Masters in Medical Science: Degree Program Overviews
A master's degree in medical science is primarily for students applying to medical college or beginning a career in health care. Many programs are offered with a variety of specializations directly related to positions in the medical field, including anatomy, anesthesiology, pharmacology, public health and clinical investigation. Medical science master's degree programs require 1-2 years to complete.
Master's Degrees in Medical Science
There are three different master's degrees in medical sciences: Master of Arts (M.A.) in Medical Sciences, Master of Science (M.S.) in Medical Sciences and Master of Medical Science (MMS). The difference in degree names is a university preference rather than a distinction between the types of information studied. Students can choose either a pre-professional track that prepares them to enter a health professional school, such as medical school, or a research track that provides them with knowledge and skills to pursue a career in medical research or continue on to a Ph.D. program.
Students seeking a master's degree in medical science can choose from a variety of specializations, such as women's health, molecular medicine, pharmacology, aging and neuroscience, medical nutrition science, behavioral medicine or clinical investigation; in some cases, this may require one to complete a dual degree. Some are 1-year programs; others add a second year of supervised research.
All programs require a bachelor's degree, which can be in any field of study as long as the applicant took enough undergraduate courses in science and math, like biology, chemistry and physics. Schools may require an overall GPA of at least 3.0 plus a grade of 3.0 for all science courses. For those students entering the pre-professional programs, admission requires the MCAT, and some schools require scores ranging from 24-27. Some schools may allow students entering the research track programs to take either the MCAT or GRE to satisfy admission criteria.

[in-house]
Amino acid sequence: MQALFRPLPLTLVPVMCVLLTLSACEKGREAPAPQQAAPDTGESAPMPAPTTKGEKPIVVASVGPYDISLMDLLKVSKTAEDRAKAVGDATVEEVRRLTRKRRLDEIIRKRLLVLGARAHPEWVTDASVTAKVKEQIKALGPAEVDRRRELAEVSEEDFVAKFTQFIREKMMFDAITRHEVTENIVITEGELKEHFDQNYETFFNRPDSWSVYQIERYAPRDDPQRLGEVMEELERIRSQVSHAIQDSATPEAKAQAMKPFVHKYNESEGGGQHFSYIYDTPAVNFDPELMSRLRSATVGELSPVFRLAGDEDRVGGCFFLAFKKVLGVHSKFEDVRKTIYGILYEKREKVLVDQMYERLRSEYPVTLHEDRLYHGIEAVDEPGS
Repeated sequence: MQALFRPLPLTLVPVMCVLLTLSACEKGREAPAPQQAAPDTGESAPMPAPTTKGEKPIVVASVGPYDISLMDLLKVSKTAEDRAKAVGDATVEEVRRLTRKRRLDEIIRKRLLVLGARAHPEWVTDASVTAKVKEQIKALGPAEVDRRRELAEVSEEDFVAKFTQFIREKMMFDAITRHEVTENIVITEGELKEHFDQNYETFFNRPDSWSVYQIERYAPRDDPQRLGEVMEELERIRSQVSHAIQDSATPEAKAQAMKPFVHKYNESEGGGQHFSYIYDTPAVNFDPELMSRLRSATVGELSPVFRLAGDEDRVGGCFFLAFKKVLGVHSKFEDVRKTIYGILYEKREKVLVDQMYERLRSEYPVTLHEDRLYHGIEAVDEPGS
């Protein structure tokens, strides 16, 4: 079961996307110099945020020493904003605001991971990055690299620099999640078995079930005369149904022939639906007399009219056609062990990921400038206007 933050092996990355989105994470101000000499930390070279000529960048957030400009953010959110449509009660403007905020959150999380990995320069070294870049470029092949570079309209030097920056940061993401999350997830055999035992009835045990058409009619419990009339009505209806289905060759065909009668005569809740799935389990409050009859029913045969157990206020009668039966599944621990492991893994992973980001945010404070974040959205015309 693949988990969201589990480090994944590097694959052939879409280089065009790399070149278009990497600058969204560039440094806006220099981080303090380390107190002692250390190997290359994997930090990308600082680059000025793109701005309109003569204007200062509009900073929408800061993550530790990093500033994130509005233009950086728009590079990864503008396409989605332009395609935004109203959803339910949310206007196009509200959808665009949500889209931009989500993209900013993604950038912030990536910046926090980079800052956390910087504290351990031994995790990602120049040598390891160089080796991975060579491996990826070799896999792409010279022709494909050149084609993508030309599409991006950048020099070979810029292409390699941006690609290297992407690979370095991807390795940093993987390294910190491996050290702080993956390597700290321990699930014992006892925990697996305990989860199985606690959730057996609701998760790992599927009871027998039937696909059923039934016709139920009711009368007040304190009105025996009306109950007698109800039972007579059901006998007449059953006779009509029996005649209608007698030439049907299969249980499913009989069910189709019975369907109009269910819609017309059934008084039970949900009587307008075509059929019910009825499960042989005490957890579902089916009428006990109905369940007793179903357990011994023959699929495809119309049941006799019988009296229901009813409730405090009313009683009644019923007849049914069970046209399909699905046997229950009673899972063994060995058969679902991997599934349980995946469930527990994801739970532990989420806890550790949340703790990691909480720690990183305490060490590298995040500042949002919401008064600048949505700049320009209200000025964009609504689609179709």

The purpose of the program dictates the courses. However, all of these degrees are built around a core of science courses that include most, if not all, of the following classes on an advanced level:
- Biochemistry and cell biology
- Developmental biology
- Molecular biology
- Anatomy and physiology
Popular Career Options
Master's programs in medical science typically do not prepare students to enter a career upon graduation; rather, they prepare them to enter professional health care programs or research-oriented doctoral programs. Some careers that graduates can attain once they complete further training at the doctoral level are:
- Medical doctor
- Medical research scientist
Graduates of master's degree programs in medical science can choose to continue their studies with specialized doctoral programs. For example, they may focus on cell biology and pathology, immunology or cardiovascular disease in a Ph.D. program. Aspiring doctors can enter medical school to earn an M.D. degree or enter a program that offers a combination of an M.D. with a specialized Ph.D. program. Graduates could also apply to dental, veterinary, physical therapy or pharmacology programs.
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